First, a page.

Is red wine really good for you or are people just using that as an excuse to drink more?

Is red wine really good for you?  Jury is out.

Are people just using that as an excuse to drink more?  Of course.

There are multiple variables that require additional research.  Right off the bat we have the grapes themselves which can have significant variation depending on where they’re grown and how they are cultivated.  Then we have the – significantly variable – components of red wine: phenolic components (flavonoids, catechins, etc.) and alcohol.  Phenolic components are praised as having an antioxidant effect (good) while alcohol is considered pro-oxidant (bad).  Some research suggests a balance is at play which is affected by consumption frequency (weekly is better than none but daily wasn’t better than weekly) while other research says the pro-oxidant effect of alcohol itself outweighs any antioxidant activity.  And to complicate things further, the research hasn’t concluded on what, if anything, is beneficial about wine.  I’ve read research articles that have looked at dopamine, flavonoids, ethanol content, and calcium-activated chloride channels to name a few.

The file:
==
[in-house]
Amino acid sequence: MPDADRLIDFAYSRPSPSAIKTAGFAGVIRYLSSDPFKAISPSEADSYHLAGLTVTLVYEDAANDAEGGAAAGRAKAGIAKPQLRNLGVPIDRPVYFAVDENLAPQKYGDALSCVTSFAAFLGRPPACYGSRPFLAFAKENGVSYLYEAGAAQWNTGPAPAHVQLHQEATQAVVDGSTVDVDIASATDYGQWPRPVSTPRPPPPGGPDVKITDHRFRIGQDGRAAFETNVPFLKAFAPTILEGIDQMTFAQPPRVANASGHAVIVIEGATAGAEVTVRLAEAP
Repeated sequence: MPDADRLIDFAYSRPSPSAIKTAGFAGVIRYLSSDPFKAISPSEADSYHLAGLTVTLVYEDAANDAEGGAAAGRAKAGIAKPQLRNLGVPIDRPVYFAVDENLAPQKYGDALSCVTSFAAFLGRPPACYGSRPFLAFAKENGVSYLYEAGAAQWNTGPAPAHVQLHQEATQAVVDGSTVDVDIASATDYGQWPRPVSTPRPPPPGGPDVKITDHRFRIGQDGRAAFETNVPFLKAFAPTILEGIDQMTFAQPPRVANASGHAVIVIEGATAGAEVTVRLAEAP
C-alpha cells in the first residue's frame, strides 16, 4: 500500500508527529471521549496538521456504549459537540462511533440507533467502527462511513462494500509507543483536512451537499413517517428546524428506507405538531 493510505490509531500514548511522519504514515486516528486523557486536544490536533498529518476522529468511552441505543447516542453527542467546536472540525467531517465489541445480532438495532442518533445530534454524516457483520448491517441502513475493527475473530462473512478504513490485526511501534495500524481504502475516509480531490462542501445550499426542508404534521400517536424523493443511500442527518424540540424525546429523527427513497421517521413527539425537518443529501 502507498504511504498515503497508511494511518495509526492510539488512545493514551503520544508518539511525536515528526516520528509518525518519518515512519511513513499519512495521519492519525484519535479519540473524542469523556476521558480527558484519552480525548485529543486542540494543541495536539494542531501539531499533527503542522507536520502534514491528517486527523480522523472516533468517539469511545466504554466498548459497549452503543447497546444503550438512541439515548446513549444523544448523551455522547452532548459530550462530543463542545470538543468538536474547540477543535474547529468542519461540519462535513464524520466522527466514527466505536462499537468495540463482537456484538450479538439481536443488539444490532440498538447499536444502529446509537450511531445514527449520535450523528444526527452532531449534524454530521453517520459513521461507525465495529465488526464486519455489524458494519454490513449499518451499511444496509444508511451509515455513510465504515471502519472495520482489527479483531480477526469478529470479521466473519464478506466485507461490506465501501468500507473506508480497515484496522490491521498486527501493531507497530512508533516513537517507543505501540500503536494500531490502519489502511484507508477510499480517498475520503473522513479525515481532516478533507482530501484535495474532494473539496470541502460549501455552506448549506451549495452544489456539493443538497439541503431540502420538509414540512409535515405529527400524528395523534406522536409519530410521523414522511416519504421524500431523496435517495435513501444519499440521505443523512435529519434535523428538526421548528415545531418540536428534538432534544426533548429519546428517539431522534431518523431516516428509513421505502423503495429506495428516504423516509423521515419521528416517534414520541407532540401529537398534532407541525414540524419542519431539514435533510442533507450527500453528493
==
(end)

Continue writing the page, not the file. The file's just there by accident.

Although there is some promising preliminary research, the scientific community hasn’t agreed upon the mechanism of action or all possible side effects of red wine consumption.  So if you’re going to drink up, do so with friends and rock the pink-tooth smile.

Author: Tony Scartozzi

Tony Scartozzi was born and raised in a small town in Eastern Washington. After moving to Seattle in 2001, he attended Bastyr University and graduated with a degree in Nutrition. Driven by his passion for public health, his career has spanned the nonprofit sector, senior housing resources, food service training, and now works for a nutraceutical company that produces market-leading plant extracts used for supplemental health. Observing the severe disparity between advertisement spin and research-based knowledge, Tony has spent many years trying to identify and reconcile the difference. With Tony’s parents’ age beginning to show, his desire to investigate health-related topics has become a very personal one.

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